How to make PVC pontoons

Updated February 21, 2017

Pontoon are large round pipes or devices that allow an object (normally a raft or boat) to float. PVC pontoons are used on many pontoon boats because they are dependable and inexpensive. Large PVC pipes can be made into pontoons in a matter of hours. Pontoons can be tapered or blunt at the end; the pontoons described here are blunt.

Place the wooden rod in the middle of the wood block and screw the wood screws into the bottom of the block into the rod to hold them together.

Measure and cut the foam insulation sheets into circles that have a diameter of 12 inches. Use the compass to draw the circles and use the utility knife to cut the circles. Create two circles for every 10 inches of PVC pipe.

Pair up the foam insulation circles in groups of two and duct tape them together. Groups of four disks can be used in areas that will hold a lot of weight.

Press the foam into one end of the pipe. Use the wooden block screwed to the wooden rod to push the foam into the pipe. Foam sheets are placed every 10 inches or as close as possible. For long pontoons, the foam can be placed in the middle and the other pairs pushed in from both ends of the pipe.

Continue pushing the foam in until all the foam disks have been inserted.

Apply PVC glue to the outside of the ends of the PVC pipe and slide the end caps over the ends of the pipe. The PVC glue must cover the entire edge. If any part of the pipe is not glued, a leak can appear in the pontoon and it can sink. Allow the cement to set for the allotted time. Some PVC cement brands will dry in 30 minutes, while others can take up to 3 hours to dry.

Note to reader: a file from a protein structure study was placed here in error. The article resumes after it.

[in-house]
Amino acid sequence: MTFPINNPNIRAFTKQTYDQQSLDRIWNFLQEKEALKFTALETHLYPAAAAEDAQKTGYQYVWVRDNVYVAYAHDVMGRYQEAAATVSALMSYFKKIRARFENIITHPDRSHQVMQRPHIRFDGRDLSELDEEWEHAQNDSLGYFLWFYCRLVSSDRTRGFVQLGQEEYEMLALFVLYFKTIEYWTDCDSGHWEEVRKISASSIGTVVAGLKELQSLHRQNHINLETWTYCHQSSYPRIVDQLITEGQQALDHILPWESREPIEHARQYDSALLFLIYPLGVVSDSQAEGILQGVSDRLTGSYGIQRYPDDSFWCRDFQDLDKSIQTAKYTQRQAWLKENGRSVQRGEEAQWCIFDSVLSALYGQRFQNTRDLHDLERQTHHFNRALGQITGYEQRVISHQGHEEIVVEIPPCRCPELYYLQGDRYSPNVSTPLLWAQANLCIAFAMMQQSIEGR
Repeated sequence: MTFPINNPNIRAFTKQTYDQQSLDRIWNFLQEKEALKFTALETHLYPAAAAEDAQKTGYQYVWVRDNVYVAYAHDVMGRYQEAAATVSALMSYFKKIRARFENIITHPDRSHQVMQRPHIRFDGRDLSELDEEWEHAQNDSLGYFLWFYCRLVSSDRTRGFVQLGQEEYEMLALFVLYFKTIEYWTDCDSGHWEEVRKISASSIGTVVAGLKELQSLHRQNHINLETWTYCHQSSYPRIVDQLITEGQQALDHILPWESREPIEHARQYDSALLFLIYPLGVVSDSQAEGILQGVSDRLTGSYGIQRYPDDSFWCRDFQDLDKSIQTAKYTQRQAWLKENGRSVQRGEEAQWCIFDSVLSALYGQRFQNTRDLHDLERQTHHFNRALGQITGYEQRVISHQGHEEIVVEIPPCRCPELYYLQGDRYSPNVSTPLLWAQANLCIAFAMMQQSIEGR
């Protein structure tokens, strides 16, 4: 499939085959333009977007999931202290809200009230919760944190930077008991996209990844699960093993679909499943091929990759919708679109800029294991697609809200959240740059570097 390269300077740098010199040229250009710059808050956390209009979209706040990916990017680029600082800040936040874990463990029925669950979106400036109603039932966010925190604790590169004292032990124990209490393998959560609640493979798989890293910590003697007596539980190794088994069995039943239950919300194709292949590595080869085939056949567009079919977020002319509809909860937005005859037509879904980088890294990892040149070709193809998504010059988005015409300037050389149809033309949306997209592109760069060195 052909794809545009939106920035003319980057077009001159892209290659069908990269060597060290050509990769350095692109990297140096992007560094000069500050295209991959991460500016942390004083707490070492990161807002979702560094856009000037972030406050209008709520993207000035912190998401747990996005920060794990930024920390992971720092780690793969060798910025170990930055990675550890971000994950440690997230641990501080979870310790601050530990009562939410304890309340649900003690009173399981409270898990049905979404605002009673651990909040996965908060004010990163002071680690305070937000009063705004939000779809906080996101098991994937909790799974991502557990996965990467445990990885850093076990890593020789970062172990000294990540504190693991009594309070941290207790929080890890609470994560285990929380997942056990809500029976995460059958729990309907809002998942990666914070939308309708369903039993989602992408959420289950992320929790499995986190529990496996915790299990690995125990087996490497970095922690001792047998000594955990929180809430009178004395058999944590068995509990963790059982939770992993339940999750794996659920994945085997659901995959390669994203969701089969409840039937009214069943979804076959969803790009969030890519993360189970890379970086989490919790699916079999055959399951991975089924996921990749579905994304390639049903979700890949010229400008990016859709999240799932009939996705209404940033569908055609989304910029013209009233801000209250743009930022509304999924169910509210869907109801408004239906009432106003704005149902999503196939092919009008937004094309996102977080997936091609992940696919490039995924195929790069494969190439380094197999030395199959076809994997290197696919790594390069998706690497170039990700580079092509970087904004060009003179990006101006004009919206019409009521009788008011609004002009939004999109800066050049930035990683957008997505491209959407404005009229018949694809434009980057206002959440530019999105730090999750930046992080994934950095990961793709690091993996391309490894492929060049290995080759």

Test the pontoons to make sure they are airtight. Drop the pipes into a bucket of water or pond and test for leaks. If the pontoon is releasing air bubbles there is a leak somewhere. Remove the pontoon, dry it and seal the leak with PVC glue.

Things You'll Need

  • PVC pipe, 12-inch diameter
  • 2 PVC end caps, 12-inch diameter
  • Foam insulation sheets
  • Compass
  • Utility knife
  • Measuring tape
  • Duct tape
  • Wooden rod
  • Wood block, 11-inches long
  • Wood screws
  • PVC cement
  • Water
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About the Author

Donna Armstrong is a freelance writer who has been writing since 2005. She has provided copy for catalogs, newspapers, newsletters, blogs, informational and e-commerce websites. She has written on a variety of subjects including state-of-the-art electronics and household products. She has worked for such websites as and She attended the University of Texas, where she studied history and education.